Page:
One Dirty Magazine

Old Pueblo Endurance Runs

An old-school trail race in the desert.

Brian Metzler December 5th, 2018

Old Pueblo Endurance Runs Photo by Kerry Whelan

Founded in 1985, the Old Pueblo Endurance Runs were among the first generation of trail runs. The courses and distances have varied since their inception, but the races have always offered challenging trail running along the eastern edge of the Santa Rita Mountains in the heart of the Coronado National Forest. Although it’s known locally as the “OP50” for the original 50-mile distance, there’s also a 25-miler and a 75-mile option on the loop course that serves up 2,220 feet of vertical gain per lap with an average grade of six percent. Old Pueblo is part of the Arizona Trail Triple Crown along with newer local races, the Colossal Vail 50/50 and The Oracle Rumble.

“The Old Pueblo 50-mile was my first ultra [in 2013], and I’ll never forget it,” says local ultrarunner Charlie Ware. “I didn’t do that great, but it was all about finishing that first one. It’s a pretty special race that’s held on a really good course and always has great community support. I go to it every year, hang out at the finish and cheer people on.”

Race Specs

Race date: March 2, 2019
Distance: 25, 50 and 75 miles
Vertical gain: 2,220 feet per 25-mile loop
Participants: 100
Founded: 1985
Location: Tucson, Arizona
Population: 535,000
Elevation: 2,389 feet

Vibe

Surrounded by mountains in all directions, Tucson is a modern American city with deep-rooted Native American and Mexican influences. With more than 500 miles of trails in and around the city, it’s become one of the richest trail-running communities in the United States. At the heart of that community is the Tucson Trail Runners, a group founded by the local runner Ken Young 40 years ago. The TTR hosts up to 25 informal group runs from mid-September to early July.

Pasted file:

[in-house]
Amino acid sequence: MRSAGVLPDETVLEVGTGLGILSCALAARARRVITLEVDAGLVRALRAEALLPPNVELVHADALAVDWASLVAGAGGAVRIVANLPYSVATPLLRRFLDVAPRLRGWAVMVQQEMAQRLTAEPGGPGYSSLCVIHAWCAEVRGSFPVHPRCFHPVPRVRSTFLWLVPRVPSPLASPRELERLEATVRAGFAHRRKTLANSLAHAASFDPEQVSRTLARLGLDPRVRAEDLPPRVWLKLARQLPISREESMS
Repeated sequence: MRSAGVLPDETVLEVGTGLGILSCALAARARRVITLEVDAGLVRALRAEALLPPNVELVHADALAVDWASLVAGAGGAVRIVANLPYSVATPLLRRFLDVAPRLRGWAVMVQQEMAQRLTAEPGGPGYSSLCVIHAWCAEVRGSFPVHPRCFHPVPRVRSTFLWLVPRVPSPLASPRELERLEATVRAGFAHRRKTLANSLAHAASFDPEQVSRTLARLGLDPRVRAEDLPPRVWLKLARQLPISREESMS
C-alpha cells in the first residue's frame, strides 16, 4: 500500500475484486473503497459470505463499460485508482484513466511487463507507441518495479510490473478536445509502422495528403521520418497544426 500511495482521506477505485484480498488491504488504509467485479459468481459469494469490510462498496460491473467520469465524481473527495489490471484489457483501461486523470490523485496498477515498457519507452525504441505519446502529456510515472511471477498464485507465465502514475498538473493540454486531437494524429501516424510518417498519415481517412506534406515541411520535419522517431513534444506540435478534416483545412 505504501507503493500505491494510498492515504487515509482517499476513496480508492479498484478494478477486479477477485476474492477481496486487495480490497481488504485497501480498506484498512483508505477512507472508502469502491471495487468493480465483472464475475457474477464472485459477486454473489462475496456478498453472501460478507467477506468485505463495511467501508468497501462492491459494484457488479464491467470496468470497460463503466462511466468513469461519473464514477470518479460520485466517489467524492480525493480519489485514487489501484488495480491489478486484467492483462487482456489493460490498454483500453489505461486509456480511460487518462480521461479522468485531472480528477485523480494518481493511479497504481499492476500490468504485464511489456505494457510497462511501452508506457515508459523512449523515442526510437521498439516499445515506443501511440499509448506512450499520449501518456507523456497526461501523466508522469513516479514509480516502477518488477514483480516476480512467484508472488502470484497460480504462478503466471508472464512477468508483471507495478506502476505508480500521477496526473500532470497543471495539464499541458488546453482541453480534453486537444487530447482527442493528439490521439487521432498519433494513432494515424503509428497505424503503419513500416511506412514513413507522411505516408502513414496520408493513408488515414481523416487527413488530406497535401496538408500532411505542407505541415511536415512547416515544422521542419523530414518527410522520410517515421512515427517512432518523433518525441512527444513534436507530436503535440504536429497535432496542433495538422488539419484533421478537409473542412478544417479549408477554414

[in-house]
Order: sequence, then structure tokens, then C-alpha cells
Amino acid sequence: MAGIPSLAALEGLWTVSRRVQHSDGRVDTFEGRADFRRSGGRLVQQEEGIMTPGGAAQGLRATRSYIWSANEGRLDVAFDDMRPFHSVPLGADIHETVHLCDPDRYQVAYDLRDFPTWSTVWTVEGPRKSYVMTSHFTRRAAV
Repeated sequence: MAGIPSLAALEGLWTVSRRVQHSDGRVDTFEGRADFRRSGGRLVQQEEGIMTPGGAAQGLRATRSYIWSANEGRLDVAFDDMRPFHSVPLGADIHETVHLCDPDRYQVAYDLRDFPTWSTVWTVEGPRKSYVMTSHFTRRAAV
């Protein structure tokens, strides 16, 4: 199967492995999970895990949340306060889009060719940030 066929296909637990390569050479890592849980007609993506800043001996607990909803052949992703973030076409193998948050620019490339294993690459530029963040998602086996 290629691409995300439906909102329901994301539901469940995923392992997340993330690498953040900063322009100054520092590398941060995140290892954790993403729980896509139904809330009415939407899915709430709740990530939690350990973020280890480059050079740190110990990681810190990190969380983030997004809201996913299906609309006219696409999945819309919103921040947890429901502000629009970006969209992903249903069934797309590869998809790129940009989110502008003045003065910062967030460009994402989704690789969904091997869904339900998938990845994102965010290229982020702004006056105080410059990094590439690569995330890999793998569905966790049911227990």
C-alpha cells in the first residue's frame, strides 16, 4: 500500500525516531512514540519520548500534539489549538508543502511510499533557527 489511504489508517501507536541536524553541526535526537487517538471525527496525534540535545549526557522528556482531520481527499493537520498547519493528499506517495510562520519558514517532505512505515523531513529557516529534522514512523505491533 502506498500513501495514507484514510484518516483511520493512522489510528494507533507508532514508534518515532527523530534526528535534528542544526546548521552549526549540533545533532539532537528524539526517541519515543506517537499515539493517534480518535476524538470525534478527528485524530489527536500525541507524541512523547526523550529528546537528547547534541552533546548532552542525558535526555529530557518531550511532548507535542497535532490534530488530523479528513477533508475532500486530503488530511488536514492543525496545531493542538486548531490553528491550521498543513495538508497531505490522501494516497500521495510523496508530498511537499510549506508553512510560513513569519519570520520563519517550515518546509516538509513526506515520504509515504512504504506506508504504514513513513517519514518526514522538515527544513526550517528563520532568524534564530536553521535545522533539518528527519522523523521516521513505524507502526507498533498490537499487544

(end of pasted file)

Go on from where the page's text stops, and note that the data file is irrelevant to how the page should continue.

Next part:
Old Pueblo Endurance Run
Photo by Kerry Whelan

Trails

Expect rocky, steep sections in almost every direction, along with a great deal of exposure and 100-degree-plus summer heat. Mount Lemmon (9,157 feet) and Mount Wrightson (9,453 feet) are the two highest mountains in the area and offer shaded routes and cooler conditions. Phoneline is a popular and easily accessible 9.4-mile out-and-back route in the Santa Catalina foothills northeast of the city. The 12.5-mile out-and-back Esperero Canyon Trail is a less-traveled favorite among locals, offering steep climbs and stunning views in both rocky desert terrain and tree-lined mountain trails.

“There are so many trails it’s hard to have favorites but we all use the Sabino Canyon area to start many routes up the Santa Catalina Mountains,” says Mike Duer, a member of the Tucson Trail Runners. “It’s easy to fall in love with the stark beauty of the desert, but we generally recommend folks not used to the heat start on higher trails up Mount Lemmon.”

Old Pueblo Endurance Run
Photo by Gary Wang

Local Hero

For a guy who grew up in Buffalo, New York, Charlie Ware has done a darn good job of adapting to the Arizona heat. The 32-year-old Tucson resident only started running after moving to Tucson about eight years ago, and at the 2018 Western States 100, he placed eighth amid afternoon temps that reached 104 degrees.

“The heat didn’t really faze me too much because that’s what I’m used to here in Tucson,” he says. “I typically don’t go for mid-day runs in 110-degree weather like some people do if I can avoid it because that would just zap me.”

Like many local runners, Ware tries to run on the higher trails of Mount Lemmon in the Catalina Mountains as much as possible in the summer. It’s often 30 degrees cooler above 8,000 feet and, with all of the link-up options, the trails seem to go on forever.

“It took me a while to get used to the heat and I still whine about it a lot to my wife, but it’s kind of a catch-22 because you never really have an offseason,” says Ware. “I’m always kind of jealous of the guys who will get to ski for a few months. There’s not really much else to do around here except to run.”

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